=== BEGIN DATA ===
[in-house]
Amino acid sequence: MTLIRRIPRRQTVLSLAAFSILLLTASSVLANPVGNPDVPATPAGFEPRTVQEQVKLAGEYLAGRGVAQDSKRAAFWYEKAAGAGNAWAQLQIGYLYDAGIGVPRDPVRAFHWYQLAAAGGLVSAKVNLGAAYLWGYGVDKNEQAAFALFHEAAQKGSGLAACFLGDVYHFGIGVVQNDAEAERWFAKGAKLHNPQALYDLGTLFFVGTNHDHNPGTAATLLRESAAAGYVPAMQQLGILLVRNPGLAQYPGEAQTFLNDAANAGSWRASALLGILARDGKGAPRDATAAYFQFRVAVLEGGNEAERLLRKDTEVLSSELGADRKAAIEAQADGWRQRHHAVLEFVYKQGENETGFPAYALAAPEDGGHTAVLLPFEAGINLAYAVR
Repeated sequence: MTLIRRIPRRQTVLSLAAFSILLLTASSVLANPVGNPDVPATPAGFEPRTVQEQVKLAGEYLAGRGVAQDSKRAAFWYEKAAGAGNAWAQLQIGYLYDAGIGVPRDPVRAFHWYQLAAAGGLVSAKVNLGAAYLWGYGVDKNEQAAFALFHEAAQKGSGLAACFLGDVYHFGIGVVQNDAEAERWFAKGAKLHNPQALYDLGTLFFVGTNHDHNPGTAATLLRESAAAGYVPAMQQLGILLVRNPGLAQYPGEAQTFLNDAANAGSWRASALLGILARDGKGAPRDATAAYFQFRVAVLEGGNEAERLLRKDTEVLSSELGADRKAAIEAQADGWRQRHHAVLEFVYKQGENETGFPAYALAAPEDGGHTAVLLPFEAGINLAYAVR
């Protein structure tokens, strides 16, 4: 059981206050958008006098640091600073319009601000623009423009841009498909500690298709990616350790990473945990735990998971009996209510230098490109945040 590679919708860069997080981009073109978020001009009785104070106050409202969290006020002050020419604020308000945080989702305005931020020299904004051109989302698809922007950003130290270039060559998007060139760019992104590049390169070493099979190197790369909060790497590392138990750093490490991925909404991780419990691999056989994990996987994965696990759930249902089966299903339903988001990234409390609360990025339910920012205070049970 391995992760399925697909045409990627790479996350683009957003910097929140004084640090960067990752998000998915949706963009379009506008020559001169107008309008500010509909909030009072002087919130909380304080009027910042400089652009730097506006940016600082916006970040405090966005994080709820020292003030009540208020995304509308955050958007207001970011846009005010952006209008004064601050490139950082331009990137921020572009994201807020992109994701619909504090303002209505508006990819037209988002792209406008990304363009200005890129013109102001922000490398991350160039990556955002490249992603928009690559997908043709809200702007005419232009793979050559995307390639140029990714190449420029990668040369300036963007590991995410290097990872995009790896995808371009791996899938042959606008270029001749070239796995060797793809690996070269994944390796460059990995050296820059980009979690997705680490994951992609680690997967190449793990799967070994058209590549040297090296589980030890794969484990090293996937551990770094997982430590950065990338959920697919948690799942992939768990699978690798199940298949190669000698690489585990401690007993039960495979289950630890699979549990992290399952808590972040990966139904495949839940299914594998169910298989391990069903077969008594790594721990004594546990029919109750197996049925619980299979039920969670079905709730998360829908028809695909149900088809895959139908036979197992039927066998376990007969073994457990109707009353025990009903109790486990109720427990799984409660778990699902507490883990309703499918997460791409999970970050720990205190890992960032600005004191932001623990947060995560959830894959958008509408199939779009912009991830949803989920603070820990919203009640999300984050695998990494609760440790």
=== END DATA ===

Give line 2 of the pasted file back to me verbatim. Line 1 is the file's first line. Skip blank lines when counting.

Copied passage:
Amino acid sequence: MTLIRRIPRRQTVLSLAAFSILLLTASSVLANPVGNPDVPATPAGFEPRTVQEQVKLAGEYLAGRGVAQDSKRAAFWYEKAAGAGNAWAQLQIGYLYDAGIGVPRDPVRAFHWYQLAAAGGLVSAKVNLGAAYLWGYGVDKNEQAAFALFHEAAQKGSGLAACFLGDVYHFGIGVVQNDAEAERWFAKGAKLHNPQALYDLGTLFFVGTNHDHNPGTAATLLRESAAAGYVPAMQQLGILLVRNPGLAQYPGEAQTFLNDAANAGSWRASALLGILARDGKGAPRDATAAYFQFRVAVLEGGNEAERLLRKDTEVLSSELGADRKAAIEAQADGWRQRHHAVLEFVYKQGENETGFPAYALAAPEDGGHTAVLLPFEAGINLAYAVR